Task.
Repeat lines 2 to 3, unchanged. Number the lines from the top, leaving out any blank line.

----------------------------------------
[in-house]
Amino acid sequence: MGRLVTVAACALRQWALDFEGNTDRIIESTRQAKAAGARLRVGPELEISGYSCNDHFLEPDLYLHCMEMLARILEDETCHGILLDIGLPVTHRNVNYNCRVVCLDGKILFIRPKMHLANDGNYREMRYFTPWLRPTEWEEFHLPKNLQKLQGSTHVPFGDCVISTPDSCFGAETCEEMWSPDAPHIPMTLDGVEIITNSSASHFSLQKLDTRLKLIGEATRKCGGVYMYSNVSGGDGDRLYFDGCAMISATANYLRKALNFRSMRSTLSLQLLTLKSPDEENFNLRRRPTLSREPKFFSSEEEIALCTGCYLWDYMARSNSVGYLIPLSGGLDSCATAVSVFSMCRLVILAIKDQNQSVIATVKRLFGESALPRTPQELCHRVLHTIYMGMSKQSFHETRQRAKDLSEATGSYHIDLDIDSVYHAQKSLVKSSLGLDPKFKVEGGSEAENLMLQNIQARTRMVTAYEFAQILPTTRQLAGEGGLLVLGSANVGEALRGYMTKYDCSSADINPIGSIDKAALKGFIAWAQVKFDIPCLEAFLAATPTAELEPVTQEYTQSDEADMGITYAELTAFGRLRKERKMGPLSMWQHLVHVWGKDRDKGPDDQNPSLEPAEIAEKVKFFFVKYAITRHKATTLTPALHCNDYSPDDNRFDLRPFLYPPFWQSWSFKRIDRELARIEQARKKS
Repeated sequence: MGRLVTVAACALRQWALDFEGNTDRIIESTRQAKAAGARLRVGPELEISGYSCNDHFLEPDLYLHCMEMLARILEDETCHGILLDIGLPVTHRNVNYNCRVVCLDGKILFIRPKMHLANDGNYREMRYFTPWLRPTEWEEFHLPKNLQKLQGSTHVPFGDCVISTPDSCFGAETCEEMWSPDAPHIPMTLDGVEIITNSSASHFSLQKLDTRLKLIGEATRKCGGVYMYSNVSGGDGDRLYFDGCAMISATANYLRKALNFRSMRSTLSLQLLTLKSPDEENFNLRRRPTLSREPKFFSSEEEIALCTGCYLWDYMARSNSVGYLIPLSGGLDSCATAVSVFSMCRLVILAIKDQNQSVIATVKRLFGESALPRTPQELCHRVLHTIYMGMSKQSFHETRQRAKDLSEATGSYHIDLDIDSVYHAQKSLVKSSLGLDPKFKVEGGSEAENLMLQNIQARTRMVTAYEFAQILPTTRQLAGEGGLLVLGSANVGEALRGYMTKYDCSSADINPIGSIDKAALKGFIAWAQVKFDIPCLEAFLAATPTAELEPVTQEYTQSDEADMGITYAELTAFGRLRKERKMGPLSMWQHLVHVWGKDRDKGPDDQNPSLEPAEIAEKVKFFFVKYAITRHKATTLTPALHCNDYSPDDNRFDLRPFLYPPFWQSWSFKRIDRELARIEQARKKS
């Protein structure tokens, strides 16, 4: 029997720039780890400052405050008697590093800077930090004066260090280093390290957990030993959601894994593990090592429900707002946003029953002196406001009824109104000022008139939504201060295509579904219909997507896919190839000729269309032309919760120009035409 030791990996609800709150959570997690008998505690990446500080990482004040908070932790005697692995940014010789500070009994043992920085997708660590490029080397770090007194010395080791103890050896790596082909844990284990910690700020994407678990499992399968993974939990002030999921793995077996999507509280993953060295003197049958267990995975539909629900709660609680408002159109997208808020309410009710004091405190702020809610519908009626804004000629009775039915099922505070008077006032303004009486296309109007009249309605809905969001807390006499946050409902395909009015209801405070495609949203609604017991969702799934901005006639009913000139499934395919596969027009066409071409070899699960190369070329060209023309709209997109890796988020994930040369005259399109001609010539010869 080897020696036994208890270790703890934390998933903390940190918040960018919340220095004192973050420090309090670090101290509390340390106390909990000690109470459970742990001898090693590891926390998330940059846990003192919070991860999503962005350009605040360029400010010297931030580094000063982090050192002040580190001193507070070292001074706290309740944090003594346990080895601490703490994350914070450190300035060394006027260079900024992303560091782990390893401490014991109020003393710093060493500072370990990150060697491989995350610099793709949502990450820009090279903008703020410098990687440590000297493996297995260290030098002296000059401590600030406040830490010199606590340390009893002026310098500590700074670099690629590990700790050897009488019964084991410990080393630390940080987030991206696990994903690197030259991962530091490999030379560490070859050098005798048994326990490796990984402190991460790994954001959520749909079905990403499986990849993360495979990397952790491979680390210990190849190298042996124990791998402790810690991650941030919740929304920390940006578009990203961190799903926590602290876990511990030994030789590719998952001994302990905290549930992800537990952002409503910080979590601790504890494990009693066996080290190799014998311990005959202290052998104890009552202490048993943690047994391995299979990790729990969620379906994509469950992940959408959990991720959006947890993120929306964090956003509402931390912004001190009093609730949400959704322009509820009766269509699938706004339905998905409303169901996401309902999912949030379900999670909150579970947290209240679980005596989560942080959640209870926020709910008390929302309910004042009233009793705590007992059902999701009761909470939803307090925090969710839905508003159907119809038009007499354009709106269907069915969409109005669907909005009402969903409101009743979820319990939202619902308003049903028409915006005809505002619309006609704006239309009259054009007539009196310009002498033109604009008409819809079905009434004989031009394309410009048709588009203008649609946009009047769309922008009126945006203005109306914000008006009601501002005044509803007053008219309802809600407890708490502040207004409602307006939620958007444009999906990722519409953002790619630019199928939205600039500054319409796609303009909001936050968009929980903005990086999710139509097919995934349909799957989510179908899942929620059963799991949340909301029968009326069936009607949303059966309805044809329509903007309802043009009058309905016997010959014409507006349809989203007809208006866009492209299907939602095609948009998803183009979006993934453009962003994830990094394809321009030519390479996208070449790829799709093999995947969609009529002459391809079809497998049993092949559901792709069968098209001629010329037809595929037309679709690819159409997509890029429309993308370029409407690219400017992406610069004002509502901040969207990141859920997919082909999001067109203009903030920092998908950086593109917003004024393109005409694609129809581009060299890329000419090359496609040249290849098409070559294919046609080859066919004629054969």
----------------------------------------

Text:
Amino acid sequence: MGRLVTVAACALRQWALDFEGNTDRIIESTRQAKAAGARLRVGPELEISGYSCNDHFLEPDLYLHCMEMLARILEDETCHGILLDIGLPVTHRNVNYNCRVVCLDGKILFIRPKMHLANDGNYREMRYFTPWLRPTEWEEFHLPKNLQKLQGSTHVPFGDCVISTPDSCFGAETCEEMWSPDAPHIPMTLDGVEIITNSSASHFSLQKLDTRLKLIGEATRKCGGVYMYSNVSGGDGDRLYFDGCAMISATANYLRKALNFRSMRSTLSLQLLTLKSPDEENFNLRRRPTLSREPKFFSSEEEIALCTGCYLWDYMARSNSVGYLIPLSGGLDSCATAVSVFSMCRLVILAIKDQNQSVIATVKRLFGESALPRTPQELCHRVLHTIYMGMSKQSFHETRQRAKDLSEATGSYHIDLDIDSVYHAQKSLVKSSLGLDPKFKVEGGSEAENLMLQNIQARTRMVTAYEFAQILPTTRQLAGEGGLLVLGSANVGEALRGYMTKYDCSSADINPIGSIDKAALKGFIAWAQVKFDIPCLEAFLAATPTAELEPVTQEYTQSDEADMGITYAELTAFGRLRKERKMGPLSMWQHLVHVWGKDRDKGPDDQNPSLEPAEIAEKVKFFFVKYAITRHKATTLTPALHCNDYSPDDNRFDLRPFLYPPFWQSWSFKRIDRELARIEQARKKS
Repeated sequence: MGRLVTVAACALRQWALDFEGNTDRIIESTRQAKAAGARLRVGPELEISGYSCNDHFLEPDLYLHCMEMLARILEDETCHGILLDIGLPVTHRNVNYNCRVVCLDGKILFIRPKMHLANDGNYREMRYFTPWLRPTEWEEFHLPKNLQKLQGSTHVPFGDCVISTPDSCFGAETCEEMWSPDAPHIPMTLDGVEIITNSSASHFSLQKLDTRLKLIGEATRKCGGVYMYSNVSGGDGDRLYFDGCAMISATANYLRKALNFRSMRSTLSLQLLTLKSPDEENFNLRRRPTLSREPKFFSSEEEIALCTGCYLWDYMARSNSVGYLIPLSGGLDSCATAVSVFSMCRLVILAIKDQNQSVIATVKRLFGESALPRTPQELCHRVLHTIYMGMSKQSFHETRQRAKDLSEATGSYHIDLDIDSVYHAQKSLVKSSLGLDPKFKVEGGSEAENLMLQNIQARTRMVTAYEFAQILPTTRQLAGEGGLLVLGSANVGEALRGYMTKYDCSSADINPIGSIDKAALKGFIAWAQVKFDIPCLEAFLAATPTAELEPVTQEYTQSDEADMGITYAELTAFGRLRKERKMGPLSMWQHLVHVWGKDRDKGPDDQNPSLEPAEIAEKVKFFFVKYAITRHKATTLTPALHCNDYSPDDNRFDLRPFLYPPFWQSWSFKRIDRELARIEQARKKS